The Rise of The Furnished Rental: San Francisco’s Best Real Estate Investments

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San Francisco has notoriously strict rent and eviction control rules, so why would anybody want a multi-unit property here as an investment?    I once saw a 4-unit building for sale in the Mission Dolores area.  One unit pretty obviously housed a hoarder who was causing a health issue as well as a severe fire hazard in the building (endangering their neighbors).  Another place smelled like cat urine, and the person who was the master tenant was making a profit renting out the rooms on a nightly basis.  She was adamant that nobody touch the solidified grease in her cast iron pans, and left them in the kitchen where flies buzzed in the air around the pans.

With in full swing, it is common to hear of master tenants making not only more than their rent from taking on roommates, but also making a profit.  Meanwhile, the landlord has a below average investment, and lets the maintenance of the 100+ year old (antique) go by the wayside.  That of course results in a below average place to live for the tenants.

If a building is old and classified as a multi-family dwelling, in San Francisco it is most likely subject to both rent and eviction control.  What that means is that you could be forced to provide subsidized housing to your tenants while rents (and costs of living) increase.  Why San Francisco does not just go full-tilt and provide subsidized housing for all, I don’t know.  They could finance buying out all the individual citizens with funds from parking tickets given out during baseball games.  But I digress…The bottom line is that as a landlord, you have no way of regaining possession of your property unless you (under limited circumstances) do a move-in eviction and live there 3 years, or do an Ellis Act eviction, taking it off the market and placing rental restrictions on it for possibly years to come.

Why not buy a really nice TIC or condo for the same price as that run-down building with mediocre rents and high expenses?  You can do a very expensive, short-term rental with fewer costs and upgrades required.

For example, let’s look at 30 Prescott, a 1700+ sqft TIC in a 2-unit, listed by Vanguard Properties:
Its price, as of 7/16/13, is $1,895,000.  It is located in Telegraph Hill.

And let’s compare it to 197-199  Collingwood St,  San Francisco, CA  94114, listed and sold by Coldwell Banker for $1,950,000 on 6/11/13.
Now these numbers are going to be very rough, but my point is that it may make a lot of sense to buy a trophy TIC or condo…

So as furnished rental, I would estimate Prescott might bring in $11,000-13,000, based on the 2/2.5 in Nob Hill listed for rent for $10,000 per month by Pacific Union, or the 4/2.5 in Nob Hill listed for rent at $13,500 per month by Pacific Union. (***Disclaimer: I am not a rental agent, and if you want to rent your place, or if you want to get a reasonably accurate estimate of what your place might rent for, you should contact such an agent.)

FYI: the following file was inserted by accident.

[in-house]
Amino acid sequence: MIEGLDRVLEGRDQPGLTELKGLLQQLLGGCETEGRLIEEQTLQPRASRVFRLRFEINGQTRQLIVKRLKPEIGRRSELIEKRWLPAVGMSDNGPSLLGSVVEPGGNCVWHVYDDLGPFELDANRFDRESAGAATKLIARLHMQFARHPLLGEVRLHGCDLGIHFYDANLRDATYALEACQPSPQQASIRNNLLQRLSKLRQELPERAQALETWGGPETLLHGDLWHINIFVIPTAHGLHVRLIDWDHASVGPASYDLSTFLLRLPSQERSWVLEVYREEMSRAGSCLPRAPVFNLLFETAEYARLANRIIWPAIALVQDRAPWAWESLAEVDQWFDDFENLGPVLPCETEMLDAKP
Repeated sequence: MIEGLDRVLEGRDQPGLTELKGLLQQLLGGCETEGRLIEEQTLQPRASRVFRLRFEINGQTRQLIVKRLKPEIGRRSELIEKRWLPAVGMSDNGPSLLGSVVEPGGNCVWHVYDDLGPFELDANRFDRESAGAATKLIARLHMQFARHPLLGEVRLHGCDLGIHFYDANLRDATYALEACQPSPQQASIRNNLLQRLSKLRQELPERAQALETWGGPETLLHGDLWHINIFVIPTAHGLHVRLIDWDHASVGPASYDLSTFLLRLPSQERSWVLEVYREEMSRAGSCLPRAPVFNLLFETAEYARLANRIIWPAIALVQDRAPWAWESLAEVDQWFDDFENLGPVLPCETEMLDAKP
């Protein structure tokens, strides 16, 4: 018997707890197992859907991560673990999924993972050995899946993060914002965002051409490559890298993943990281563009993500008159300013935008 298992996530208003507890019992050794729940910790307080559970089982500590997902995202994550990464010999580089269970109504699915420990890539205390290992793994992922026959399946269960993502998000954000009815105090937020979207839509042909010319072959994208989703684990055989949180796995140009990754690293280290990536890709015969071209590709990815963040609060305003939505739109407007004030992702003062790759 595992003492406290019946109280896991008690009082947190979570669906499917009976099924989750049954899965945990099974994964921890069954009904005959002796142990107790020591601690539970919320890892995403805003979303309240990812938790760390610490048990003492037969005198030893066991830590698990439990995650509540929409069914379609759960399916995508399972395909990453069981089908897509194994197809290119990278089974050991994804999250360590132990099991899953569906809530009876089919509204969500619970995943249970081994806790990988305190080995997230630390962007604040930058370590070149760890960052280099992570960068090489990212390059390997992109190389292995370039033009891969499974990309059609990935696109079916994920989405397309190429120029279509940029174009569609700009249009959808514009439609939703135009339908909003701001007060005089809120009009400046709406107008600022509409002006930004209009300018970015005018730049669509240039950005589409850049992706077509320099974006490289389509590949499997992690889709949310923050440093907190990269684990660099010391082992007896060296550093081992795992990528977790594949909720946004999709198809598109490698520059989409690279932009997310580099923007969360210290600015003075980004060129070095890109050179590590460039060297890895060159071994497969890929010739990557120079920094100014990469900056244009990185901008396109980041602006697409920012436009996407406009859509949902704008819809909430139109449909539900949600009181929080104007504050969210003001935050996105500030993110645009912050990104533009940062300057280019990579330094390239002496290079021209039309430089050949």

Collingwood lists rents at $8834.00 per month.  (I know this is not the way investor people state, but I’m trying to make it easy to understand).

The expenses for Prescott, other than the mortgage (if you have one) would be the dues, listed at $250 per month, and the property taxes, which are based on purchase price.  At $1.9m, a very rough estimate of monthly property taxes would be $1,900 per month.  Although property taxes are collected twice yearly, they should be collected monthly for a TIC, since the assessors office only issues a tax bill for the entire 2-unit property.  If you furnish it, I would count on an extra cost of $200/month for PG&E, cable, wireless internet and phone.  It is possible you will more than make up for that cost if you go the furnished route.  If the building needs work or if you move to condo-convert, you may pay out of pocket, much like a special assessment in a condo building.
With the multi-unit, you are responsible for repairs for the whole building, whereas with a condo or tic, you will share common expenses with the other owners. When you buy the whole building, you pay for all of the insurance, utilities for the common areas, water and garbage.  With a TIC or condo, the building insurance is shared.  Other cost breakdowns may vary building by building.

If you buy a condo to rent out, be sure to check to see what the minimum rental period is.  Normally it is at least 30 days.  In a TIC situation, you need to check the TIC agreement regarding the rental rules.